Bloc Party - A Weekend In The City

Channelling modern living through song
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Releasing one of the most critically acclaimed albums of 2005, itself a stunning introduction to a new and highly interesting and unique band, Bloc Party’s ‘Silent Alarm’ saw them hit the ground running and, well, never really stopping.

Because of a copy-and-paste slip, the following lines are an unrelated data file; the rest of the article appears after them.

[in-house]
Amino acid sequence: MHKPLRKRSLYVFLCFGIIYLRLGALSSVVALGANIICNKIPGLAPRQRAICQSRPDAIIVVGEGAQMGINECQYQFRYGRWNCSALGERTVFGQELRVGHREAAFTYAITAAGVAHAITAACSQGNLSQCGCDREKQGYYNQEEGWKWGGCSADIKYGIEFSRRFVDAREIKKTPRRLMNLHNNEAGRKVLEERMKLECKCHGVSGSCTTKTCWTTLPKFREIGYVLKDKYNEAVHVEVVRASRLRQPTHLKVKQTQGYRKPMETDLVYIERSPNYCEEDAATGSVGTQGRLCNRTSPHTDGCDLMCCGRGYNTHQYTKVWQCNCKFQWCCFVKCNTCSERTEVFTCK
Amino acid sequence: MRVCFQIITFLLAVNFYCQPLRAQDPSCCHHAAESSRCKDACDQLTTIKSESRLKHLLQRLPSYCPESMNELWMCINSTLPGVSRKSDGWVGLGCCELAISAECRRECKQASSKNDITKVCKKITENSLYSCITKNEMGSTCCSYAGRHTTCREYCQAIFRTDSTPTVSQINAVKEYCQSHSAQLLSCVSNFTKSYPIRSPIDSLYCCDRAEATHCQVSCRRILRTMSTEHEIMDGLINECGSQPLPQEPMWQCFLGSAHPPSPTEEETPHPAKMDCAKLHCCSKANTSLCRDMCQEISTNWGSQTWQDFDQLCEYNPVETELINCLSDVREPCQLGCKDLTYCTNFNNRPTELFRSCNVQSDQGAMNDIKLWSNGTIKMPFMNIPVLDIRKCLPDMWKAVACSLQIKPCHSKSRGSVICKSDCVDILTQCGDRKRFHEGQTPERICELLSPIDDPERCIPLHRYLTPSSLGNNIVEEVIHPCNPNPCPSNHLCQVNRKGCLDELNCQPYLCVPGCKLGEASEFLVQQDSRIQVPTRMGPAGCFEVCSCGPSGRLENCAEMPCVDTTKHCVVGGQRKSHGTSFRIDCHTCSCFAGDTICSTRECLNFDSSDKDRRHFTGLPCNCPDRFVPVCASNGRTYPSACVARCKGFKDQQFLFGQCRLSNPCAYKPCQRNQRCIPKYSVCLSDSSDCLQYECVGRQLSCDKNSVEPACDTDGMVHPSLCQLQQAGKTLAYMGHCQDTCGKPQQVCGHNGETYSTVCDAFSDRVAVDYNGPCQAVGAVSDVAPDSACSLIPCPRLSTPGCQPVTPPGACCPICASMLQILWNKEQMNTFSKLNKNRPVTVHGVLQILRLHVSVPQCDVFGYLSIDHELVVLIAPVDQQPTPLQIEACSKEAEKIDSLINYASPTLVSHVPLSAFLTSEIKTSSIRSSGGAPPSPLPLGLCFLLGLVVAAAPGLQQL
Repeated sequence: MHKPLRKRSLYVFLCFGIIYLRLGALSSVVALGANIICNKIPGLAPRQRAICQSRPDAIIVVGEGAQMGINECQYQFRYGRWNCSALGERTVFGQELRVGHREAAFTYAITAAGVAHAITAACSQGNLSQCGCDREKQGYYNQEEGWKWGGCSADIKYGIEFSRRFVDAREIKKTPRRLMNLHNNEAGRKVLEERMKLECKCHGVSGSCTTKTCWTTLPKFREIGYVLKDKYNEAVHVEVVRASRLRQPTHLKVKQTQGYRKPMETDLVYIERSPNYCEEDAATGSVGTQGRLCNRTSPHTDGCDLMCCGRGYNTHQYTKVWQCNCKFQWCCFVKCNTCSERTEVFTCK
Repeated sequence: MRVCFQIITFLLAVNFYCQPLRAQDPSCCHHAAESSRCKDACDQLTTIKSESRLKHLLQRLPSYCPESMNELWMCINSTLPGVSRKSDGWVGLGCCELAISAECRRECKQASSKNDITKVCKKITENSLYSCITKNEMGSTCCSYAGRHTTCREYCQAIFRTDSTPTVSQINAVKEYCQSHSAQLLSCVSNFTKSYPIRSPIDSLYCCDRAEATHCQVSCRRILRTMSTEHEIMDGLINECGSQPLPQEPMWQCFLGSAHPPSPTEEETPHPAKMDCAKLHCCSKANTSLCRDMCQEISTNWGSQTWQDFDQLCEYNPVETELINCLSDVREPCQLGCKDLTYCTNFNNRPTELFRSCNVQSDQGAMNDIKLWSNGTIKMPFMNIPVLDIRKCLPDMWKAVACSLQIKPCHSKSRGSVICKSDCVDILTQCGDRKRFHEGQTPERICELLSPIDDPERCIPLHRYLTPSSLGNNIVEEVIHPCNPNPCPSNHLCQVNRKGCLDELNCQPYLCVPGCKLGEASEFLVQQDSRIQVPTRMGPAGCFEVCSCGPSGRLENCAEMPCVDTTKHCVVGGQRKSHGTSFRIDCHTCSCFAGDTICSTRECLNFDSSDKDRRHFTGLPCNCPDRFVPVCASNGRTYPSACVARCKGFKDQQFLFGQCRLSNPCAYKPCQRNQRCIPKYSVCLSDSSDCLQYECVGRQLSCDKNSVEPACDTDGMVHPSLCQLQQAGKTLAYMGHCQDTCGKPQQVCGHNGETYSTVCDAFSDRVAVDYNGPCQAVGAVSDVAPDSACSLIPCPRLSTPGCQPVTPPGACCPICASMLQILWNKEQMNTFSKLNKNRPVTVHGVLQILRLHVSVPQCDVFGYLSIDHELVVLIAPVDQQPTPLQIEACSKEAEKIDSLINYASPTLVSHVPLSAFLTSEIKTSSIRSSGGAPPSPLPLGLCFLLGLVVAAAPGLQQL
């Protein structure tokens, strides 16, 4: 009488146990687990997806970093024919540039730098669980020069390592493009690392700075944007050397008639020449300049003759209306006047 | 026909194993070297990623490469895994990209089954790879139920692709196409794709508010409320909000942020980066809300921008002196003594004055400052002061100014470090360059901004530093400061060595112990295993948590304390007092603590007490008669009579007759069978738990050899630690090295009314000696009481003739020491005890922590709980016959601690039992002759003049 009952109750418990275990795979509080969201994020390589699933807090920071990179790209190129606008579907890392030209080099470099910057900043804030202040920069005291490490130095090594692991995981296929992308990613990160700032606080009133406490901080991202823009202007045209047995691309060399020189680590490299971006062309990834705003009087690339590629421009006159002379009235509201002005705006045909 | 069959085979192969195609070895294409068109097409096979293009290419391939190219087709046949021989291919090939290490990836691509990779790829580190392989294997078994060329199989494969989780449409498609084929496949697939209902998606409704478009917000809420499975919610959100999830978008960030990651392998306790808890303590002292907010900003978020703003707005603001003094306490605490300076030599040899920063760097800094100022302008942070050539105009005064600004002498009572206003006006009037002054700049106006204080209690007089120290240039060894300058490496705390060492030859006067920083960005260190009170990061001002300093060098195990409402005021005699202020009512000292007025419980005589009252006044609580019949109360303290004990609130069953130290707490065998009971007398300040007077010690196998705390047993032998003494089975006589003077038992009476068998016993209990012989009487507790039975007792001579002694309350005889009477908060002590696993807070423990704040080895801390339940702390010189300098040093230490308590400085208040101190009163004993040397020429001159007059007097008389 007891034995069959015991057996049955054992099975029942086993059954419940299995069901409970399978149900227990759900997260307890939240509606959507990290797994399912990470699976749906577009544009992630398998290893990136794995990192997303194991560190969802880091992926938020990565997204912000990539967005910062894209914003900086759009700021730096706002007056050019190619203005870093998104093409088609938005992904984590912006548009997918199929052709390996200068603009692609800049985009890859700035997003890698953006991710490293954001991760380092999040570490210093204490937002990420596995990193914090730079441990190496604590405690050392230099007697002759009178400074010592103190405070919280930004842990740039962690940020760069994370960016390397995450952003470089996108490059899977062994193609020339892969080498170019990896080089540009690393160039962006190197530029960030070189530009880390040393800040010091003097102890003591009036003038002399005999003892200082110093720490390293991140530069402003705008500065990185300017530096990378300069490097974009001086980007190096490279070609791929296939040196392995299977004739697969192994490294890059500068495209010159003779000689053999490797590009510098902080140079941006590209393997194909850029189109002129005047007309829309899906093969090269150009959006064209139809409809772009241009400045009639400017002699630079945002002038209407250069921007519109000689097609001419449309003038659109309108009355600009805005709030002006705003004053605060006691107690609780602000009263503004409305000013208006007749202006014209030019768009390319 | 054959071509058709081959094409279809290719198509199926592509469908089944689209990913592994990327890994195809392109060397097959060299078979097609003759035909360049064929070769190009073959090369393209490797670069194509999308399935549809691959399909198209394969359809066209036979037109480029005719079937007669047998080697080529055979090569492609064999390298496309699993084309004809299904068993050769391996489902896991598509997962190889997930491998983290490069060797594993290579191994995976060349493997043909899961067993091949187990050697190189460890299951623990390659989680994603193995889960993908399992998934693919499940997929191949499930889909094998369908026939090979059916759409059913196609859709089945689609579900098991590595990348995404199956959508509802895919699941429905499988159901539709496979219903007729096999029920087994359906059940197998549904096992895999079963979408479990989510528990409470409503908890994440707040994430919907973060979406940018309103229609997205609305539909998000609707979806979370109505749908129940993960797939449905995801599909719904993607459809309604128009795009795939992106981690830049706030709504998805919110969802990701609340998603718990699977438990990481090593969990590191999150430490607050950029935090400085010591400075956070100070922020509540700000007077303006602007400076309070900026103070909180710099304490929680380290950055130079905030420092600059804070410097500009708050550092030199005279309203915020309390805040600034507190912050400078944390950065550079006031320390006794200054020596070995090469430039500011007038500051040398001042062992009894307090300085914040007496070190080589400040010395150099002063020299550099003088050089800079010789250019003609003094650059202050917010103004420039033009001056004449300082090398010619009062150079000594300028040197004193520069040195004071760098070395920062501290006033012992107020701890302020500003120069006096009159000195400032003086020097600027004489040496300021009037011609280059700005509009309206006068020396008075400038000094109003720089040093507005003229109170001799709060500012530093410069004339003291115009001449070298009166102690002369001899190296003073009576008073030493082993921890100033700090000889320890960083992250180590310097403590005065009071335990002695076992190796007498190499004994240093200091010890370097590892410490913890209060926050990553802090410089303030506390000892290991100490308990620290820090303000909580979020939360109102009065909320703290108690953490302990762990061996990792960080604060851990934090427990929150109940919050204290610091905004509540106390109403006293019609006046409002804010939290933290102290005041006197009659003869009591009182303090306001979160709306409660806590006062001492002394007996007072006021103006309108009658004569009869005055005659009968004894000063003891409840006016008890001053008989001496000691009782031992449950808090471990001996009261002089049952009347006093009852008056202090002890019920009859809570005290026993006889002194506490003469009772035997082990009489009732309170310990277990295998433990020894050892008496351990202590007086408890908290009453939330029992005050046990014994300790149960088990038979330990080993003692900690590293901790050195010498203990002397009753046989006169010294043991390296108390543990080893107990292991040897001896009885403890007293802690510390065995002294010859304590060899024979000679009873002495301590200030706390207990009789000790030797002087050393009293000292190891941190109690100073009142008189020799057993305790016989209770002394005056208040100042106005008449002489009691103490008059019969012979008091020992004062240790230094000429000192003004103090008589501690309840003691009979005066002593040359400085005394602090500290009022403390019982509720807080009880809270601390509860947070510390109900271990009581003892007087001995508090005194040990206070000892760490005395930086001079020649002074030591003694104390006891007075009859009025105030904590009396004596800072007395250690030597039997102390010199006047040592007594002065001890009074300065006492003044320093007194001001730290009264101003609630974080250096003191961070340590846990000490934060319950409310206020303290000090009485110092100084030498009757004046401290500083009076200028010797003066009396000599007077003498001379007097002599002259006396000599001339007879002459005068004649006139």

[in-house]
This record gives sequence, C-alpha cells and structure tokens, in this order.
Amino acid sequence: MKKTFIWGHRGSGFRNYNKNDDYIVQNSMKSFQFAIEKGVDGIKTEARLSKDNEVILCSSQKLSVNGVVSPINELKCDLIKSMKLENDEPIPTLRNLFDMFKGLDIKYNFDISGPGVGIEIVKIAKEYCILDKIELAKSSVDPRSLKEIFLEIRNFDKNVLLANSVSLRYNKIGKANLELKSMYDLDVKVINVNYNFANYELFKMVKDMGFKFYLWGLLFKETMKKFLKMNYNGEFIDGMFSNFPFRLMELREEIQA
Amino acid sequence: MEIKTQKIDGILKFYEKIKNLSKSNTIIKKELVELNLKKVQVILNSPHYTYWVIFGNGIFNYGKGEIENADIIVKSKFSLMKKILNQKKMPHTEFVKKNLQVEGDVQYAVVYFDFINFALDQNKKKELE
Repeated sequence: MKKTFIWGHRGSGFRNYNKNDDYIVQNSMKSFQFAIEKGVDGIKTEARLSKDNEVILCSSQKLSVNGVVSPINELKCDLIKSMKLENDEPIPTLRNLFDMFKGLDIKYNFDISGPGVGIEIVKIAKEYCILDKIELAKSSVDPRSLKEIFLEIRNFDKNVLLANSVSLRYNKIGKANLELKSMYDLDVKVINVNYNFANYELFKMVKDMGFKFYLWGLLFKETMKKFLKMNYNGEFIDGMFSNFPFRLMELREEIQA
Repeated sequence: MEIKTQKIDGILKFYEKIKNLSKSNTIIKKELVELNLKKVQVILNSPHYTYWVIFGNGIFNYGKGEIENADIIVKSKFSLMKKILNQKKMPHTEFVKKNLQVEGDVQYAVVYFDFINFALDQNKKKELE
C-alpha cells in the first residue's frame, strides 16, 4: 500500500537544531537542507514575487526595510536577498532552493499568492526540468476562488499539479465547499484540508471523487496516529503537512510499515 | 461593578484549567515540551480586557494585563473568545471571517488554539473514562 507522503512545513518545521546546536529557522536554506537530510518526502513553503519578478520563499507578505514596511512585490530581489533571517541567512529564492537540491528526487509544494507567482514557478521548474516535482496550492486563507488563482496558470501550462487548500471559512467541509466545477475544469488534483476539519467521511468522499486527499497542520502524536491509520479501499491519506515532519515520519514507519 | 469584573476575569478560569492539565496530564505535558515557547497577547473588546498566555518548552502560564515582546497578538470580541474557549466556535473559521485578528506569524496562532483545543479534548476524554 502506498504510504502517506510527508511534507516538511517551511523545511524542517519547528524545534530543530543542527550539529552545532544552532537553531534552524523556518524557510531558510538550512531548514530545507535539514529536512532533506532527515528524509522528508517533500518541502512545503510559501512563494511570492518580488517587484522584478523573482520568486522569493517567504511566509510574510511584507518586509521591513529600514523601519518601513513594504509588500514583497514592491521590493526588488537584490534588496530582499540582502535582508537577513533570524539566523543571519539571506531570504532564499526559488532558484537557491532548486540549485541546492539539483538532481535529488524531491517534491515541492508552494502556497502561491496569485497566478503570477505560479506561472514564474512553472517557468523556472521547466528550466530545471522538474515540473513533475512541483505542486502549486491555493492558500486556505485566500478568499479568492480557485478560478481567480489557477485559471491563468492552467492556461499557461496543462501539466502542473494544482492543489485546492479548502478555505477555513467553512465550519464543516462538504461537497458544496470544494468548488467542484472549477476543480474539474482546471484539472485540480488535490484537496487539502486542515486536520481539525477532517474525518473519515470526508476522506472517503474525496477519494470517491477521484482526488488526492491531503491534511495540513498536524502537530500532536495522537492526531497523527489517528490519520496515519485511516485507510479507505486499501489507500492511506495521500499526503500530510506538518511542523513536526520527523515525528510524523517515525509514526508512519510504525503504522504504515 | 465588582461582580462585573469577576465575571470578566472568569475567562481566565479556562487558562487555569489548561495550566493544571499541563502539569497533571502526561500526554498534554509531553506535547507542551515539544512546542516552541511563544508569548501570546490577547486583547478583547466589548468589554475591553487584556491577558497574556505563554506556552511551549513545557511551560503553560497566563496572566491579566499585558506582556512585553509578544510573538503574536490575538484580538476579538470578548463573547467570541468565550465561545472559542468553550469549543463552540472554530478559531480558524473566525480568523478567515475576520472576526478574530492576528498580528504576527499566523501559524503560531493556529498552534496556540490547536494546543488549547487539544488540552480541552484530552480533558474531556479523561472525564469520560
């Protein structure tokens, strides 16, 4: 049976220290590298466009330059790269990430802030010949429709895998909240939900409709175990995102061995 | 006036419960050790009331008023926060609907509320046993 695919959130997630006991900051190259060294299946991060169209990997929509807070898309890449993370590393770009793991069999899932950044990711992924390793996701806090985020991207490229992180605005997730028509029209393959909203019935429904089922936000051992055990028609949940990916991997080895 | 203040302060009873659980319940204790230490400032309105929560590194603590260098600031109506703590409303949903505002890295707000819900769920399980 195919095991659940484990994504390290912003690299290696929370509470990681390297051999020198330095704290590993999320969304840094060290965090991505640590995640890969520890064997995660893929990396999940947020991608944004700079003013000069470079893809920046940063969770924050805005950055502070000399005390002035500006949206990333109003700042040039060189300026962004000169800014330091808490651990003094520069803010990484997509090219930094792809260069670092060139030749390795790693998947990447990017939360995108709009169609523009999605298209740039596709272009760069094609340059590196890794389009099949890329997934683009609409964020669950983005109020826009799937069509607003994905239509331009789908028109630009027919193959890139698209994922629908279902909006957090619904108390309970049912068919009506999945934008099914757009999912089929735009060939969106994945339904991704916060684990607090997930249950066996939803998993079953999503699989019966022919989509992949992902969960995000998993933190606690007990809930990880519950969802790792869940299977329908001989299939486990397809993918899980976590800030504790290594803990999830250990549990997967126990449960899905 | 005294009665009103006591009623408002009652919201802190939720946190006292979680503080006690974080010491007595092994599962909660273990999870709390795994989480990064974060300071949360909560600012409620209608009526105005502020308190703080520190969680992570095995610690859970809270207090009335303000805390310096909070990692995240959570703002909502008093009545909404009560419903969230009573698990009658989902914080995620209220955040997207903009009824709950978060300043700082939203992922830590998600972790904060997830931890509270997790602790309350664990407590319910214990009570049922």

The breakneck pace of their schedules mirrored that of their on-stage performances, so one would be forgiven for being a bit shell-shocked when dropped back down to Earth when it was all over. For Kele Okereke, lead singer and songwriter, however, it was an eye opener, a chance to re-evaluate his home turf, his natural habitat, in its warts and all glory. In the process, he sounds like he’s made himself even more of an outsider. “I am trying to be heroic in an age of modernity”, the very first thing you hear on this album, sets the scene; this permeating sense of dislocation throughout, a feeling of being on the outside looking in (or vice versa). ‘A Weekend…’ is his observations, his notes on life in a metropolis. It channels his reasoning of modern living through 11 intense songs, from the post 7/7 community divisions in ‘Hunting For Witches’, racial murders in ‘Where Is Home?’, pub culture, after-club culture and hangovers (‘Sunday’), it’s a stark reminder of how stimulating and provocative the world around us really is. Behind Kele’s unaffected vocals on ‘A Weekend…’ looms the menacing wall of sound of Bloc Party; Russell’s chiming guitar, Gordon’s strapping bass, and Matt’s staunch drumming. Combined they can be frenzied and funky (‘The Prayer’) or gloriously mesmerizing (the magnificent closer ‘SXRT’), but always sounding BIG (but thankfully not in a U2 way) – the true mark of an extrasensory band. Challenging, penetrating and highly electrifying, this is a remarkable return from a band destined to impress, and a definite early contender for Album of the Year.

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